Aloe vera



  • Antibacterial
  • Antiviral
  • Anticoccidial
  • Antioxidant
  • Antifungal
  • Antitumor
  • Anti-inflammatory
  • Wound-healing
Aloe vera has been used in folk and traditional medicine for over 2000 years. It contains several biologically active constituents, including mucopolysaccharides (glucomannans, polymannoses, about 10% of total solids), enzymes, anthranoids, lignin, saponins, vitamins, amino acids (almost 50% of the total amount consisting of 8 of the 10 essential amino acids) and minerals. Specific applications studied in poultry include:
  • Anticoccidial: Aloe vera has protective effects against Coccidiosis in chickens. Adding 0.1 to 0.5% aloe vera powder to the feed of broilers resulted in reduced fecal oocyst shedding compared to infected birds who did not receive supplemental aloe in their feed (Yim et al., 2011).
  • Intestinal health: Aloe vera can improve the intestinal microflora of chickens. Adding 1.5 to 2.5% in the feed of broilers lead to increased Lactobacillus count and decreased Escherichia coli count.
  • Immune enhancement: Adding 2% aloe vera gel to drinking water or feed (at 0.5 to 1%) showed a significant increase in antibody titer against Newcastle Disease Virus in a couple studies done involving broiler chickens.
  • Antibacterial: It can assist in inhibiting the growth of Staphylococcus aureus, E. coli, Pseudomonas aeruginosa, and Salmonella typhi.
  • Wound healing: Aloe vera gel is used topically to promote wound healing. Polysaccharides from aloe vera gel help to promote the proliferation of fibroblasts and production of hyaluronic acid and hydroxyproline, which are important components involved in extracellular matrix remodeling during wound healing.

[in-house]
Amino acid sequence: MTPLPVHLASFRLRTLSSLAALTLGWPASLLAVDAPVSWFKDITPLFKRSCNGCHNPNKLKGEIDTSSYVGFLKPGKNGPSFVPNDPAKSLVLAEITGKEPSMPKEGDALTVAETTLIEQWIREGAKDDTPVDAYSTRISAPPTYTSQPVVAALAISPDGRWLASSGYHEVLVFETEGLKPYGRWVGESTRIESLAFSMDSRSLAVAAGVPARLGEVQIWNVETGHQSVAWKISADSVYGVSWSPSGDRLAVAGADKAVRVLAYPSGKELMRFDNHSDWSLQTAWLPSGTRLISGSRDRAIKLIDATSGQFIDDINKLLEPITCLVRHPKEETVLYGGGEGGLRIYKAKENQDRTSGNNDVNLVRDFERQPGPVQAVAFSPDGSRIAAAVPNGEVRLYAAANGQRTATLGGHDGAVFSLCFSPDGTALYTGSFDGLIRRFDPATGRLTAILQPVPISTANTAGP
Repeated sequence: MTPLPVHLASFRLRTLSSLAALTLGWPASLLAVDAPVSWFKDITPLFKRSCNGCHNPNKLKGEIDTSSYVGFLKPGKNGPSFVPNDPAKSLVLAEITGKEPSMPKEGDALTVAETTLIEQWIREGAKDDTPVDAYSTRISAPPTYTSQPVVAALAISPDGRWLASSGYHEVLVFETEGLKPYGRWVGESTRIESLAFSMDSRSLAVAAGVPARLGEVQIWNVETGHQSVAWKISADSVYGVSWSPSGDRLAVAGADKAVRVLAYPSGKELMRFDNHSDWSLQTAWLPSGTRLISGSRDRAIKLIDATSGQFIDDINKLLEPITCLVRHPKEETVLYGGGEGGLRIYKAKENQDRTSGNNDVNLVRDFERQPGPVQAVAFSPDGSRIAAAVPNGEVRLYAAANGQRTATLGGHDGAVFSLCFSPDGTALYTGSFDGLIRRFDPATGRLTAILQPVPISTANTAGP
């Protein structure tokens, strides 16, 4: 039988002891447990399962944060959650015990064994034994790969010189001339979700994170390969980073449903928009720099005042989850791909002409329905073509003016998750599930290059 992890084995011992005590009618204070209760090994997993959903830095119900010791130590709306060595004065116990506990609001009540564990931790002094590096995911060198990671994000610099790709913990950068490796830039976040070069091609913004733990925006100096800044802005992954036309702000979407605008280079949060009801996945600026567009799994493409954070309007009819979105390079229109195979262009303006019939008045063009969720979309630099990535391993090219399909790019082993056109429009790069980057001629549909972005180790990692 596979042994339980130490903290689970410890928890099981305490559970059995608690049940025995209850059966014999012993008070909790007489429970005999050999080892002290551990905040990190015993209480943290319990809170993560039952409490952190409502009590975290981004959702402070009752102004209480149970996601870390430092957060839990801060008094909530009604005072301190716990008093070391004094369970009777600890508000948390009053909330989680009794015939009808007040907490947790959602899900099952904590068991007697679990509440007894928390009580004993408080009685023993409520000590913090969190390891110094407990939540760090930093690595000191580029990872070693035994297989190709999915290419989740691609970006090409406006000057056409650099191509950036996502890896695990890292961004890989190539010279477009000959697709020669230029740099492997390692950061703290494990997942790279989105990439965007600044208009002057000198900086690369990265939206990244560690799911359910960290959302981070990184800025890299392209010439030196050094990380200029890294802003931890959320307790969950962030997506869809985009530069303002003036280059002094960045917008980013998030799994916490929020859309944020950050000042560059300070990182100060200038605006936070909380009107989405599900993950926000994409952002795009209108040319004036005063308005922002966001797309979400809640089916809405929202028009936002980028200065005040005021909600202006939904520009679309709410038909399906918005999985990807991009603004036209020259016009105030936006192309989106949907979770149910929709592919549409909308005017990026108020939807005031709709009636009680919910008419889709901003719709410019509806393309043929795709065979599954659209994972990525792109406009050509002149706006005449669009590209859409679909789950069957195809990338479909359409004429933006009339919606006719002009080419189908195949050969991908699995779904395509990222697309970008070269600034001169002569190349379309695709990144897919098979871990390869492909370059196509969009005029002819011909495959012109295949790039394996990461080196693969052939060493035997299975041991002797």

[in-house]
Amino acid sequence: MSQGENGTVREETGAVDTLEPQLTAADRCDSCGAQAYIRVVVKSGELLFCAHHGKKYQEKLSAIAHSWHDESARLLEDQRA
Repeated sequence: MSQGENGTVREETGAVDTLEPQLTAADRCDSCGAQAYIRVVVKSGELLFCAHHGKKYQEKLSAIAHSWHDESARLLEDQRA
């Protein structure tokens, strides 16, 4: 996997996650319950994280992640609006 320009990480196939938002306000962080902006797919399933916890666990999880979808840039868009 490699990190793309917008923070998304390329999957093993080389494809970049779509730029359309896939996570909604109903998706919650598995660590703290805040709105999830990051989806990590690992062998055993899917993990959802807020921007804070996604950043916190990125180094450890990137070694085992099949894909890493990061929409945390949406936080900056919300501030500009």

Poultry Specific Studies

TypePlant PartDosageSpecific useResultsRef
Chickens16-30 ml/L drink, QDClinical Avian Medicine
ChickensgroundanticoccidialFecal oocyst shedding decreased significantly in all of the treatment groups that were supplemented with Aloe vera as compared to the unsupplemented group. Furthermore, the Aloe vera-supplemented group showed significantly fewer intestinal lesions than the unsupplemented group following infection.D Yim et al., 2011
Chickensleaf extract2 % in drinking waterEscherichia coli infectionThe results showed improved growth, antioxidant activity, and immune response in A. vera-fed broilers.M Kumari et al., 2023
Chickensextract0.4% in drinking waterperformanceWhen combined with licorice extract, helped reduce abdominal fat accumulation and had positive effects on broiler chicken performance. J Salary et al., 2014
Chickenspowder5-7.5 g/kg of dietoverall healthThe results suggested that dietary inclusion of 5 and 7.5 g/kg AV, similar with synbiotic supplementation, can be applied as effective alternatives to in-feed antibiotics for broiler diets. A Shokri et al., 2016